It’s been twenty years (alack, alas) since I tasted this concoction, but if a fast food joint could replicate the treat I remember, a fortune could be made. During the passing time, I’ve become a semi-vegetarian, but if the Golden Arches or that funny-looking king decided to serve currywurst, I might just have a lapse.

What about you? Any foreign foods that delight your palette?

Monday, March 2, 2015

Sneaky Characters by Paty Jager #cozymystery #writing

When I started writing mysteries I told myself I'd be more disciplined and make sure I knew all the red herring characters and the murderer. I didn't want to have a mystery that went off on different paths. I wanted to make sure I stayed on a logical trajectory.

Knowing I wanted a logical path while creating the story, I made a character chart. By listing my murder victim and all the possible killers and their motives on a chart it would help me introduce the characters to the story and using their motives make the reader and sleuths think they've found the killer only to find a reason they didn't or a stronger motive in another character.

This is the chart I made for the first mystery, Double Duplicity.
Red Herrings

Paula Doring, owner of the Dowing Art Gallery

Ted Norton,  owner of Dimensions Gallery

Paula had just wooed his second best client to her gallery and it wasn’t the first time.

Naomi Norton, Ted’s wife and co-owner of Dimensions Gallery
Believed Paula had something to do with her sister’s suicide
(sister was in love with Oscar Rowan)

Shandra sees Naomi leaving the area.

Oscar Rowan, disgruntled Artist
He was sleeping with Paula with hopes of being her featured artist at the summer event. It is his statue’s spear that is the weapon

Sidney Doring, soon to be ex-husband, part owner of Huckleberry Lodge
He was furious with her affairs and the stipulations in the divorce papers. Killing her saves him money and a messy legal battle.

Juan Lida, Paula’s assistant
Jealous type, knew of her conquests but she promised once the divorce was final she’d bring him on as an equal partner.

If you've read Double Duplicity you know that some of the motives changed as I wrote the book and the person I picked to be the killer changed. The murderer ended up being a character that was added to the book as I wrote it.

So the second book I told myself I would make sure I stuck to my chart.

I didn't.

As the story progressed it made more sense to make the killer be someone other than the person I picked in the beginning.

Same with book three that I am just about finished writing. I was so carefully picking my red herrings, the why's of the character's motives, and again, the murderer has turned out to be someone different.

I've deduced that what happens is; as the story unfolds and subplots and character traits are revealed the motives and the reasons for the characters to act the way they do doesn't always gel with what I started out with. But that's the fun of writing. The characters come to life and the next thing I know they are behaving differently than I'd anticipated.

I'm sure I'm not the only writer who has sneaky characters. And I'm sure there have been books where the reader has thought the character would act one way then realized when the character didn't that it was set up that way, but they hadn't noticed until that one act.
Writing into the Sunset

Saturday, February 28, 2015

An Interview with Medieval Scottish Romance Author Claire Delacroix

Why Scotland? or What drew you to write Scottish Romance novels?
I've written medieval romances set all over Europe, but after I traveled to Scotland, I knew I had to use it as a setting. I loved visiting all the castles, both ruined and maintained. The land is also very beautiful and the rich history is inspiring, too. I love to include folk tales in my books, as well as fantasy elements, and Scotland has a wonderful history of stories about the Fae.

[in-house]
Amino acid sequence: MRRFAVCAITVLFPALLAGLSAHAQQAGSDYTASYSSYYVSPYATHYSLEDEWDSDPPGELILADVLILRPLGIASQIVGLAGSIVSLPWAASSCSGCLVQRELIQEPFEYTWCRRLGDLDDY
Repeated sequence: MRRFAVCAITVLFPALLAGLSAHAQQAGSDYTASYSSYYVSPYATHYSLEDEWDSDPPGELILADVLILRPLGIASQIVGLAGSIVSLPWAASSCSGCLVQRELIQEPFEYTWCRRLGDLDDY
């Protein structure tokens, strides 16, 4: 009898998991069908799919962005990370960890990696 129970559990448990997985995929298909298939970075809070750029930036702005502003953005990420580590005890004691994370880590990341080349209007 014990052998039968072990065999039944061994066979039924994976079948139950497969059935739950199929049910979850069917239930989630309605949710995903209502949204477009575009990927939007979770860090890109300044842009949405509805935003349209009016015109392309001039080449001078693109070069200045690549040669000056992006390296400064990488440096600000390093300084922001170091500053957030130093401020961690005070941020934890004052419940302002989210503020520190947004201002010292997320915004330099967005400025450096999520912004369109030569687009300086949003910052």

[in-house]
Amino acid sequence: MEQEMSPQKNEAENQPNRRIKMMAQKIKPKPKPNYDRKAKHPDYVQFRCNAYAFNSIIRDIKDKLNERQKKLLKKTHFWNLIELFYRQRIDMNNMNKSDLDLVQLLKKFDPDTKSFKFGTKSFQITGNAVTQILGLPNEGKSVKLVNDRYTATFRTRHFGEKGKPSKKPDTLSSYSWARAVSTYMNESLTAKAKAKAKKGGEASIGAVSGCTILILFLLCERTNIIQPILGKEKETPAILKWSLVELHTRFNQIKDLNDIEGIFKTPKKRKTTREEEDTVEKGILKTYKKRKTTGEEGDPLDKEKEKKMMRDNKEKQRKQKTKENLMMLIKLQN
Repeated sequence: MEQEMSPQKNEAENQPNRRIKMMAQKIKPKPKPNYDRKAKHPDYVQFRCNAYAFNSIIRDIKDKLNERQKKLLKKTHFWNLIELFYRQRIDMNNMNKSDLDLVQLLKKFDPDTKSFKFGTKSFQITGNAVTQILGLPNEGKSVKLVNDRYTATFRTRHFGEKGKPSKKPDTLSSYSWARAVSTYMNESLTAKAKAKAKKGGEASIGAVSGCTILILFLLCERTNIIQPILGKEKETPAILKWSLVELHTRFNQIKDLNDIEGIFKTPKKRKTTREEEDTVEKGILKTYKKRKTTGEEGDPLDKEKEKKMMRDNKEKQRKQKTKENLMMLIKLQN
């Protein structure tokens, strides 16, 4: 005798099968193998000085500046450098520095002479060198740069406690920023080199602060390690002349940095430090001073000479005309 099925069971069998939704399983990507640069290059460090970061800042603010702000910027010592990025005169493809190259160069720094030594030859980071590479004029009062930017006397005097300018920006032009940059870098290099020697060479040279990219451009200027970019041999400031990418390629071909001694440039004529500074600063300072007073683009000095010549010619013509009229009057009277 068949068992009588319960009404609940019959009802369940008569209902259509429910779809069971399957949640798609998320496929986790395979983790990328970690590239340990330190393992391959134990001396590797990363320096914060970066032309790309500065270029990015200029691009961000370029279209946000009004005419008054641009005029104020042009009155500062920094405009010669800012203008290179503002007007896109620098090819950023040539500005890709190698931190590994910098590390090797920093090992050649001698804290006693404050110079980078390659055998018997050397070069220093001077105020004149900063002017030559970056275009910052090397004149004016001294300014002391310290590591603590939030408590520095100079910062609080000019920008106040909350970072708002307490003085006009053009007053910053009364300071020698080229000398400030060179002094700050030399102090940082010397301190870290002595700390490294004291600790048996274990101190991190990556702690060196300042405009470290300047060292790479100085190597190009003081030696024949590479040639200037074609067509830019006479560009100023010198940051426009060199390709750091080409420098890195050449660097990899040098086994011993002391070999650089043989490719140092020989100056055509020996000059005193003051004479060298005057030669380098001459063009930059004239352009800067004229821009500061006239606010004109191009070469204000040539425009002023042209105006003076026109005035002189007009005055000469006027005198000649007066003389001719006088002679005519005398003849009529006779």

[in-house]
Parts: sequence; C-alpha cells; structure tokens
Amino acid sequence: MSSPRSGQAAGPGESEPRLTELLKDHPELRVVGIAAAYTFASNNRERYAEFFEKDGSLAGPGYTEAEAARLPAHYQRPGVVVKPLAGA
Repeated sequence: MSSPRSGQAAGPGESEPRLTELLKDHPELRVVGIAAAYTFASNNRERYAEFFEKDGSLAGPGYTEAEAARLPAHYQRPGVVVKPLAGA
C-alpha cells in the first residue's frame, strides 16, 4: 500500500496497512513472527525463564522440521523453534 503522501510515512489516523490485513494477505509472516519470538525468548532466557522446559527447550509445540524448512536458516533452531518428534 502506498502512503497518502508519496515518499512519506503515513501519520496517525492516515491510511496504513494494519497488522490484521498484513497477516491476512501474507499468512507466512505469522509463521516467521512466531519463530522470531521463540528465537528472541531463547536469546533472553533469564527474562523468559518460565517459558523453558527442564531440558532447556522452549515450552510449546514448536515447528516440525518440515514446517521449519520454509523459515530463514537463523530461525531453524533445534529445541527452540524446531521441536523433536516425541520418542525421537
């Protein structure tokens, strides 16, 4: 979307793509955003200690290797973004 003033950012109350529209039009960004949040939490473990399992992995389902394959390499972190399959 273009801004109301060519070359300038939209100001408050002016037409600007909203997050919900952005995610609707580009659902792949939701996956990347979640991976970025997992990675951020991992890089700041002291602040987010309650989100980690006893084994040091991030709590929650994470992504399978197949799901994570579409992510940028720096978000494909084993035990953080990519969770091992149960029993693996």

When writing Scottish Romance novels, besides the story, what is it you want to convey about Scotland and that time in history to your readers?
Throughout the medieval era, all over Europe, there's a persistent notion that more is going on in the world than what we mortals notice. Many cultures tell stories of otherworldly beings, of gods walking amongst us or even of the intervention of the divine in our world. I love that sense that so much is possible, and also that much of what's happening is hidden. The idea of worlds parallel to our own is fascinating. In my most recent Scottish-set medieval romance series - The True Love Brides - the family at Kinfairlie was caught up in events in the realm of the Fae, because their holding of Kinfairlie is said to be a portal between the worlds. I finished that series with The Warrior's Prize, which was published in December.

What about research? Do you love it or is it a necessary evil?
I have a degree in medieval history, so you can probably guess the answer to that! I'm at my happiest with piles of research books on and around my desk, and maps spread across the floor of my office.

What can we expect on the book shelves in 2015?
This year, I'm starting a new medieval romance series called The Champions of St. Euphemia. A group of Templar knights set out together from Jerusalem, entrusted with a parcel to deliver to the Temple in Paris. They very soon discover that the parcel is sufficiently valuable that someone will kill for it, and realize that they know very little about each other, and the women who have joined their small party. There are four stories in this series, following their journey across Europe to end with a wedding in Scotland. The Crusader's Bride is the first book and it will be out in June.

You can read an excerpt on my site or download the first chapter from my online store, right here.

I also have a new Scottish medieval romance boxed set publishing on February 24. Kinfairlie Knights includes three full length Scottish medieval romances, each of which is first in a series. The Rogue, The Beauty Bride and The Renegade's Heart are all included, and it's specially priced at just 99 cents through March 18.